MAPP also recently succeeded in bringing a medical cannabis panel discussion to the Riverside County HIV/AIDS Conference, funded by the County itself. It was a milestone in the County's recognition of medical cannabis. Swerdlow had also hoped to screen the acclaimed medical-cannabis documentary "Waiting to Inhale" at the conference, but was blocked be the Drug Free Community Coalition, a federally funded local group with friends on the County Board. The film was shown at a separate location.

Since then, MAPP has continued to fight harder than ever. The group is engaged in negotiations with the Riverside County Sheriff's Depart-ment that could lead to a model police policy. They have succeeded in pushing medical cannabis dispensing collective regulations in an area that has long been known as staunchly opposed. And they're party to a lawsuit against San Bernardino County, similar to suits filed by ASA against counties that are noncompliant with the medical cannabis state ID card program.

The work of Swerdlow and MAPP shows that, no matter what the opposition, a vocal community can create progress with relentless pressure on public officials based on reasoned debate and scientific facts. For more information on MAPP, contact Lanny Swerdlow by email at

Dr. Frank Lucido's 30 Years in Practice: Celebration/Benefit Party for O'Shaughnessy's: the Journal of the Society of Cannabis Clinicians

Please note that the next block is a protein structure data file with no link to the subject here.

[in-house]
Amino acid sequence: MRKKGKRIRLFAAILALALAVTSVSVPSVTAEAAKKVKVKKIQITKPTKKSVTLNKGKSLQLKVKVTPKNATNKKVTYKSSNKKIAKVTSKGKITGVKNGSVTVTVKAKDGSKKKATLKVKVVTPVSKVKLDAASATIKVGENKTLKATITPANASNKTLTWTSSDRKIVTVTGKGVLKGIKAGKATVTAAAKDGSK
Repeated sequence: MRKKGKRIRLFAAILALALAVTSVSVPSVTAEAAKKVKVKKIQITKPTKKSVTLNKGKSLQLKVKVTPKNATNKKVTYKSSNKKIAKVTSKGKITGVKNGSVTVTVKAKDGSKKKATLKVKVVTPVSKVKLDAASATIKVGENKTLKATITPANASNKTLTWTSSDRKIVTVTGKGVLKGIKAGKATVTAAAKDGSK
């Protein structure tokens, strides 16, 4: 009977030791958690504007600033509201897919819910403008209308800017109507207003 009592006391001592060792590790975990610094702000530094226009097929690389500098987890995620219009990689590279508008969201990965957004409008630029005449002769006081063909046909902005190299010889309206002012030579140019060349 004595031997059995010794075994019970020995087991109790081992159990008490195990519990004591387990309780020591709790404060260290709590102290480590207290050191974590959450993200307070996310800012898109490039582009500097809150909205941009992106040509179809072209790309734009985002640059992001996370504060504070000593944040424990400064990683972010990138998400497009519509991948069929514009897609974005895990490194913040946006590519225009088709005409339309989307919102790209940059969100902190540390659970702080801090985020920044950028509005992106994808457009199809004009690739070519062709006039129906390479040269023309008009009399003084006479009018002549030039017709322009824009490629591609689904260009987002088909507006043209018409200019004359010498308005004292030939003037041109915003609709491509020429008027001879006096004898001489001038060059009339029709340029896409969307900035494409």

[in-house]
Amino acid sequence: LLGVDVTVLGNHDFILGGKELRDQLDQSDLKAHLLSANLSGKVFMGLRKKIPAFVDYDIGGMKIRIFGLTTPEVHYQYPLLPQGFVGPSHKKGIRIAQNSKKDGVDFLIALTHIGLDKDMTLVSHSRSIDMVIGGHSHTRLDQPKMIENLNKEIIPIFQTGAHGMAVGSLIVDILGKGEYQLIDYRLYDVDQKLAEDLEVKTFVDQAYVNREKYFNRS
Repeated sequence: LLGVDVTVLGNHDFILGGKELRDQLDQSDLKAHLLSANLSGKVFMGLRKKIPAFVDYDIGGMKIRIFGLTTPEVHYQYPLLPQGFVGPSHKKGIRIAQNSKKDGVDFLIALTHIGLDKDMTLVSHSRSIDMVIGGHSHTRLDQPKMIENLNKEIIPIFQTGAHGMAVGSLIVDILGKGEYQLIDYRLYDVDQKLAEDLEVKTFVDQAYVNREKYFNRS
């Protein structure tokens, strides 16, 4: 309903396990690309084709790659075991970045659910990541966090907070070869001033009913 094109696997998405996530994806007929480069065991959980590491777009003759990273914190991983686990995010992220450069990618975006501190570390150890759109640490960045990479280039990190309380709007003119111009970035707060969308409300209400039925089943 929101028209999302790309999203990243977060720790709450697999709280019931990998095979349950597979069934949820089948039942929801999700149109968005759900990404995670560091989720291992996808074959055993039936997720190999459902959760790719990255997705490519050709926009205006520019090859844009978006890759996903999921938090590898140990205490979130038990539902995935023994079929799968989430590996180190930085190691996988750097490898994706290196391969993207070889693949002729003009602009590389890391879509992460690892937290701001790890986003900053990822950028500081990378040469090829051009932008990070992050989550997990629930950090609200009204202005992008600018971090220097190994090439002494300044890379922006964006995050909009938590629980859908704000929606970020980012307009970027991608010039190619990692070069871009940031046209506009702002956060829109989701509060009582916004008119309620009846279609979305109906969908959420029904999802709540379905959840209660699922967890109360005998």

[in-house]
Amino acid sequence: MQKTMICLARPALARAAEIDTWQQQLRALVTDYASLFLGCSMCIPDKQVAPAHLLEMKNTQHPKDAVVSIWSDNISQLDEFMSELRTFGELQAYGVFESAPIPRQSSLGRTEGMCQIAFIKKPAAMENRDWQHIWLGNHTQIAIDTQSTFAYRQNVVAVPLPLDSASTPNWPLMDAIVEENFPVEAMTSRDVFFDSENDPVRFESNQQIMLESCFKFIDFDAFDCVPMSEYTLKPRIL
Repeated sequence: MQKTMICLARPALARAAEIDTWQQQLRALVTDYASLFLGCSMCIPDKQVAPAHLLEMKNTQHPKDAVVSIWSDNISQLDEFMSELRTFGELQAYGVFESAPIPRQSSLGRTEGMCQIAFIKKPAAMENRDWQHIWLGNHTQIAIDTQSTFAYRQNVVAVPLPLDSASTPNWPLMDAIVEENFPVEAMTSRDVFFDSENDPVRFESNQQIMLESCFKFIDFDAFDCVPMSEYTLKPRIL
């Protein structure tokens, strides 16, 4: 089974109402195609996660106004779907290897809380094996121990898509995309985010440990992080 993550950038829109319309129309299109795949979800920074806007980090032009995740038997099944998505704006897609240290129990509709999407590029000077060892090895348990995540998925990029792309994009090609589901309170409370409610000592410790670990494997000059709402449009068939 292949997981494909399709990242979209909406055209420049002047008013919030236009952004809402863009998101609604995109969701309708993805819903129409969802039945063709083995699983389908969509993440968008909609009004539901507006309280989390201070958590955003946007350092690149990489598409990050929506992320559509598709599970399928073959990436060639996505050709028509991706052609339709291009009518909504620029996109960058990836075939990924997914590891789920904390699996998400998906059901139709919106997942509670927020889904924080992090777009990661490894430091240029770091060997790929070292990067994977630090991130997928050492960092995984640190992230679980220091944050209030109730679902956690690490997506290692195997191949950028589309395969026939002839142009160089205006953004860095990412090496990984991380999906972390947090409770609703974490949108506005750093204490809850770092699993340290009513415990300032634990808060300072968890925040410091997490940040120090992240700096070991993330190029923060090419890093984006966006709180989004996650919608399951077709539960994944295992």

This year, Frank H. Lucido MD celebrates his 30th year of providing Family Health Care in Berkeley. He began practicing at his current location on December 10, 1979. A celebration is planned in Oakland, CA (location TBA at time of reservations) in conjunction with a benefit for the next printing of O’Shaughnessy’s, the Journal of the Society of Cannabis Clinicians. The new issue will include a report on over 1,000 medical cannabis patients Dr. Lucido saw in 2008. Dr. Lucido has been in the forefront of the medical cannabis movement since the passage of the California Compassionate Use Act of 1996 (“Prop 215”). His practice standards are rigorous, resulting in recommendation letters that are respected by law enforcement and the courts. He has addressed the Medical Board of California on numerous occasions and has even been referred patients by MBC members. These standards are described in "Implementation of the Compassionate Use Act in a Family Medical Practice" co-authored with Mariavittoria Mangini, PhD, FNP (O’Shaughnessy’s, Spring 2004): Dr. Lucido’s three decades of primary care experience (as well as his experience in the 1990s reviewing cases for plaintiffs in malpractice suits) has given him a broad understanding of medical ethics. He has helped many attorneys defend legitimate patients and physicians who have inappropriately been targeted by law enforcement for possessing or recommending cannabis. He has been a member of the medical staff of Alta Bates Medical Center since 1979 and has served on the Family Practice Advisory Committee, the Ethics Committee, and the Medical Education Committee (once as Chairman). Dr. Lucido will soon be announcing an ongoing monthly community gathering on “Medical Cannabis, Health, and Health Care in America.” For more information, contact Danielle at 510-848-0958 ext. 121 or